My original question was far too long, so I am editing it down to this much smaller version:
The Lorentz force for an electron traveling through a uniform magnetic field with no electric field is $F=q*v*B$.
Is $v$ just the velocity of the electron, or is it the velocity of the electron relative to the magnetic field. To me it seems obvious that it can not be "just the velocity" because this could change for different inertial frames. That would mean different observers would see different accelerations on the electron. Seemingly leading to a contradiction that you could make the electron both hit a wall and not hit a wall depending on which inertial frame you are in.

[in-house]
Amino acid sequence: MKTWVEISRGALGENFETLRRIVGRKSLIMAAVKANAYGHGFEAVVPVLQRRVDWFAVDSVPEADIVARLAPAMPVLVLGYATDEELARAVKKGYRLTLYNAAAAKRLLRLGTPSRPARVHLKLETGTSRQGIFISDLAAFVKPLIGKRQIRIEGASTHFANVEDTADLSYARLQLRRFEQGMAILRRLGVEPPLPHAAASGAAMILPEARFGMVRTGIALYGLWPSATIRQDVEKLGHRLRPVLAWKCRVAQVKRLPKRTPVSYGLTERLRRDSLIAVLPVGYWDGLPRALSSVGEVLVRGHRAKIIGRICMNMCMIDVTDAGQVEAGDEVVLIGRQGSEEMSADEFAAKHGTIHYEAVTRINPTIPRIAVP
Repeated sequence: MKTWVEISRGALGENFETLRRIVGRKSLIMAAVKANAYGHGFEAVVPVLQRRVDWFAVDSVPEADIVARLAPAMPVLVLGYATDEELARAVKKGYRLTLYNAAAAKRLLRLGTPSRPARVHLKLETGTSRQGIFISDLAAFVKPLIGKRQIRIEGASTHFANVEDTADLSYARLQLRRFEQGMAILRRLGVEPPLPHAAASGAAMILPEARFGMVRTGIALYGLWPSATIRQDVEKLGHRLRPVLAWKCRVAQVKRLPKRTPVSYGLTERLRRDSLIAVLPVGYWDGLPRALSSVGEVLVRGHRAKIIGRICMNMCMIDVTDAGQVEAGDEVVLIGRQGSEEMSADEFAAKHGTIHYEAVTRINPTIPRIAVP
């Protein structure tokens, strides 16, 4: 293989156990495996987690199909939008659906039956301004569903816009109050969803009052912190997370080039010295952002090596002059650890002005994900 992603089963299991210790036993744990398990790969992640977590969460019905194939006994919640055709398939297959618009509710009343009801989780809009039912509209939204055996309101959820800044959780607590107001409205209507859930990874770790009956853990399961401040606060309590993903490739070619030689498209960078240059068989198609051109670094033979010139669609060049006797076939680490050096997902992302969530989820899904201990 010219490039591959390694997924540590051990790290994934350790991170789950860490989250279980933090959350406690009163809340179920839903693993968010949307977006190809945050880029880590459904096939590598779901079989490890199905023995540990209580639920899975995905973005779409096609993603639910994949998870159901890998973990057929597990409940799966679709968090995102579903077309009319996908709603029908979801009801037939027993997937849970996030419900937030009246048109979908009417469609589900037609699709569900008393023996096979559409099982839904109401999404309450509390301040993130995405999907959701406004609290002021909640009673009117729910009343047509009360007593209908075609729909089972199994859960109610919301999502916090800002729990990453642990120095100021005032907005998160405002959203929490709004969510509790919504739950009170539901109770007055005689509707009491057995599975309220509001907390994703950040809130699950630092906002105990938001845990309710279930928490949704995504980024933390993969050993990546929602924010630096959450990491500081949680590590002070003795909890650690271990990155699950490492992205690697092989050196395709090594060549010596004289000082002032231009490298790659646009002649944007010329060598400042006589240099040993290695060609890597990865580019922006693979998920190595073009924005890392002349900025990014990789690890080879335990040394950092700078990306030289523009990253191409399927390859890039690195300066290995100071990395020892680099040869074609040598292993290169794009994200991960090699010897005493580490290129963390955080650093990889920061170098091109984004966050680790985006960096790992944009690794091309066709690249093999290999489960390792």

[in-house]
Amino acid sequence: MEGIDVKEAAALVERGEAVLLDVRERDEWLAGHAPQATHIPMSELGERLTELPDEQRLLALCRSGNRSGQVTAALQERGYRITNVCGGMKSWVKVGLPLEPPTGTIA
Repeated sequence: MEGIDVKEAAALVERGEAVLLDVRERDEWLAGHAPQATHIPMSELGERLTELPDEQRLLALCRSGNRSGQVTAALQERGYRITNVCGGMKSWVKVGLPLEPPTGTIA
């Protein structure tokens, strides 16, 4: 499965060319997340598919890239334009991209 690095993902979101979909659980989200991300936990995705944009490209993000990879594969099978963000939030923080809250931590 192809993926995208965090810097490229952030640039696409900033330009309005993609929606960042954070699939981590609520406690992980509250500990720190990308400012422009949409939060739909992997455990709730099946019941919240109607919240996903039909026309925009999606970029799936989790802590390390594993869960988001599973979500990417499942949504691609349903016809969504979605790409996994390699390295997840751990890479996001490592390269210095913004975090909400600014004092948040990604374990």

Consider the following experiment:
We have a space ship with an electron hovering between 2 bar magnets and the whole system is drifting through space at a constant velocity. Will there be a force on the electron, or will there be no force because there is no difference in velocity between the magnets and the electron?